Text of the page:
by Tiff “Let The Music Play” Michele
Like any die hard music lover, I don’t just hear music. I feel it on a cellular level. I taste it. I breathe it. Sometimes I get so wrapped up and cocooned in it I swear I enter stasis and stop breathing until the song is over. Worse than leaving a whiskey and coke half drunk is exiting a car or room before an unexpectedly played favorite song is over.
The frustrating thing about loving music this much is that I had no outlet for it. No physical expression to amplify it. I tried taking all kinds of dance classes…tap, jazz, ballet, hip hop, etc. They went over as well as all my sports endeavors. Meaning…I got no skillz. No moves. No coordination. No flow. So the music would jump and trip its way into my soul and then circle there, getting more and more bouncy, and all I could do was a little hop up and down. Maybe a slight shift side to side accompanied by random jerky out of tempo movements with my hands. I knew it was a lame offering to the gods of music, but the more I tried to sway to the beat, the more self aware I became. Dancing didn’t take me outside of myself, it shined a spotlight on all the parts of me that I’d rather keep hidden.
I did have a few people try to help me out. My sister’s boyfriend at the time, when I was a shy 14 year old, took pity on my wallflower self and asked me to dance one night. So we did and I remember him saying, “Wow. I mean, it’s dancing, not standing. Move a little!” So I tried to move a little. “Are you moving? I can’t tell! Move it! Move your hips!” I blushed and retreated back to the shadows. Then, as a shy 22 year old I found myself in the middle of a fiesta high in the Venezuelan Andes. Local Andean farmers all wanted a turn to dance with the American girl. I didn’t speak spanish, and they didn’t speak english, but it became clear that they were all trying to give me tips on how to dance. When words failed, then they would physically try to make me dance better…putting their hands on my hips and then rocking them vigorously in the universal sign for “Move your hips, woman!”
In this photo you can clearly see my dance partner is thinking that his yak would make a better dance partner. And the woman beside me laughing. As well as the group of people in the back. I’m afraid I’ve become part of a legend in that tiny Andean town where few Americans visit. I’m pretty sure they say something like, “Those Americans. They do a lot. They have a lot. Much more than we do. But they can’t move like us. Isn’t that sad?! I would rather live in the middle of nowhere with only one pan to cook in than live in a place where I didn’t know how to dance!”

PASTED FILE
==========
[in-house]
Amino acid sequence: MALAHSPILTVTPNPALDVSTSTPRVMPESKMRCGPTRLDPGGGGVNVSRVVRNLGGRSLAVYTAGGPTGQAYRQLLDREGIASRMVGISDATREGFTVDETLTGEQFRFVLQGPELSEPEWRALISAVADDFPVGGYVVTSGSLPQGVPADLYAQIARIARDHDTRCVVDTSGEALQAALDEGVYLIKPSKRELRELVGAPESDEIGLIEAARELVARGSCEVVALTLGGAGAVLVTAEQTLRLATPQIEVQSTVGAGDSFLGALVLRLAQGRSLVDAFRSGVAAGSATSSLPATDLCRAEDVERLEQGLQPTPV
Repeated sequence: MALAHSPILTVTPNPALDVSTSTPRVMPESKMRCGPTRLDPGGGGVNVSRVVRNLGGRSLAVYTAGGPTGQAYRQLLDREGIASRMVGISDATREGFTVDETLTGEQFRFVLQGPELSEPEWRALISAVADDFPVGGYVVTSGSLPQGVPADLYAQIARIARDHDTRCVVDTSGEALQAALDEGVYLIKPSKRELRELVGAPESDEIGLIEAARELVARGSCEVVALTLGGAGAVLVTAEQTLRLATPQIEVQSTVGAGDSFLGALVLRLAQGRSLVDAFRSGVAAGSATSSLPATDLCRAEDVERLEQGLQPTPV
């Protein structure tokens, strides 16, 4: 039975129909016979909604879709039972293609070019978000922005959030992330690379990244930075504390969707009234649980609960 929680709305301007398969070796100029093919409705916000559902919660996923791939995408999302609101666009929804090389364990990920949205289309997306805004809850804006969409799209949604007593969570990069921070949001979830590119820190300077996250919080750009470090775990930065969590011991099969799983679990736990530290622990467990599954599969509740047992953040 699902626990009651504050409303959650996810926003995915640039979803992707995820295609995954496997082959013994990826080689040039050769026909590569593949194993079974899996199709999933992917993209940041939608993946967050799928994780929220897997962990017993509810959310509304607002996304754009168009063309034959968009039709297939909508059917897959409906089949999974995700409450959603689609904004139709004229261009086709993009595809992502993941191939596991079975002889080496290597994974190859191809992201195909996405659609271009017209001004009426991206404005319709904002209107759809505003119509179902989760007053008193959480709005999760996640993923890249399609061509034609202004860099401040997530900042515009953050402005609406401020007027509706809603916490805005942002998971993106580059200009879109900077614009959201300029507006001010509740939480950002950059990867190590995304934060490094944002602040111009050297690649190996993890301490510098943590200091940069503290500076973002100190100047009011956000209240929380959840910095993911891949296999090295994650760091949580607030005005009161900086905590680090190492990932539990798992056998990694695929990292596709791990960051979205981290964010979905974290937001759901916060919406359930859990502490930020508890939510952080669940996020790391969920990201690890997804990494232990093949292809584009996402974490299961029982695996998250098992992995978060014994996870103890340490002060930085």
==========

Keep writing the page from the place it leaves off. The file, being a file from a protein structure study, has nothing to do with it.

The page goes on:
And then, one day, I drove Route 66 in a Jeep with my little shih tzu Frito Bandito (RIP!). My friend met me in Flagstaff with a present. A red and black striped hula hoop. She said it would be perfect for stretching and moving on pit stops. I did with it what you would expect. I hooped like a 6 year old.
And then, after talking more about it with her and googling people like Lisa Lottie, Anah Reichenbach, Baxter, and Nick Guzzardo I fell hard under the spell of hooping. By the time I watched Beth Lavinder dancing with her hoop, I was hooked. Obsessed!
I started dancing with my hoop. Which basically is just dancing with myself. The hoop turned out to be the best dance teacher I’ve ever had, simply because if you don’t move then it falls down. The only trick to hooping is to move with it. As long as you dance, the hoop stays up. And for the first time in my life, I had an outward expression for the inward feeling that music gives me. Not only that, but it replaced running and swimming as my favorite kind of exercise, and yoga as my favorite way to meditate.
It hasn’t been a year yet, but my hoop and I have been on some excellent adventures already. I’m so obsessed with it, I take it everywhere I go…Costa Rica</a>, SXSW (where I ended up hooping on stage with Mumford and Sons, fuck yeah!), and to concerts of all kinds. Most recently to one of my favorite bands, The Henry Clay People.
I love to hoop for lots of reasons, least of all for entertainment for other people (because I’m still shy, and it creates a lot of attention!). But one time I overheard someone saying “look at her! She’s quite a dancer!” and I felt a small thrill. Who would have thought?! Awkward, uncoordinated me, confused for a dancer!
I’m no dancer, though.
I’m a hooper.
Pick up a hoop…not one from Target, those are crap. Buy a good one and join me!